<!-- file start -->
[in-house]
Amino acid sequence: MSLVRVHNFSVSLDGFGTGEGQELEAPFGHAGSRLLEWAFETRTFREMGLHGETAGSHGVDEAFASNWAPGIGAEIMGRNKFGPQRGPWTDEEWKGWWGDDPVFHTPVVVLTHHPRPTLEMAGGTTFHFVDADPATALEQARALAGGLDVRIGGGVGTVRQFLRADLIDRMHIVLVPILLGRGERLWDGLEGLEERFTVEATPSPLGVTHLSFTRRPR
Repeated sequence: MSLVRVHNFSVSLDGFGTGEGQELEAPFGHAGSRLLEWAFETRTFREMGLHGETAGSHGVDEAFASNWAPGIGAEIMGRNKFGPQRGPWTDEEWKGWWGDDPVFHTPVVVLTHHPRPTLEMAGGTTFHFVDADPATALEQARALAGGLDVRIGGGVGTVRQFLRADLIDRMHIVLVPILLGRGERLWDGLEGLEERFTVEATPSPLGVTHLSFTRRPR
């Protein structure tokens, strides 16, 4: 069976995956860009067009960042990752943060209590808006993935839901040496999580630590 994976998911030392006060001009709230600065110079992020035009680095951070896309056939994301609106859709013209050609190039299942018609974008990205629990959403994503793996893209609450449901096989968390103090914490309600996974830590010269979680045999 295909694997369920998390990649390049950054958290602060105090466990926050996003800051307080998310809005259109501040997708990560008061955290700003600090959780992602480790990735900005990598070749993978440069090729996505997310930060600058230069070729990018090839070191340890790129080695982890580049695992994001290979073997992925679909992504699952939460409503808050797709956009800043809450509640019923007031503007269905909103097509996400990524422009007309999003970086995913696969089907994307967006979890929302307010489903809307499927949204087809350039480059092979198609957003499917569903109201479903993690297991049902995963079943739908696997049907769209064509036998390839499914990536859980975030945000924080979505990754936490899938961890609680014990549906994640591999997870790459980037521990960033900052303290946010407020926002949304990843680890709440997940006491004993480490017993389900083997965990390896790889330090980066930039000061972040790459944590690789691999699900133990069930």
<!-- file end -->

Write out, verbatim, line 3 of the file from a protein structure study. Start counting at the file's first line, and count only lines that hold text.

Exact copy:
Repeated sequence: MSLVRVHNFSVSLDGFGTGEGQELEAPFGHAGSRLLEWAFETRTFREMGLHGETAGSHGVDEAFASNWAPGIGAEIMGRNKFGPQRGPWTDEEWKGWWGDDPVFHTPVVVLTHHPRPTLEMAGGTTFHFVDADPATALEQARALAGGLDVRIGGGVGTVRQFLRADLIDRMHIVLVPILLGRGERLWDGLEGLEERFTVEATPSPLGVTHLSFTRRPR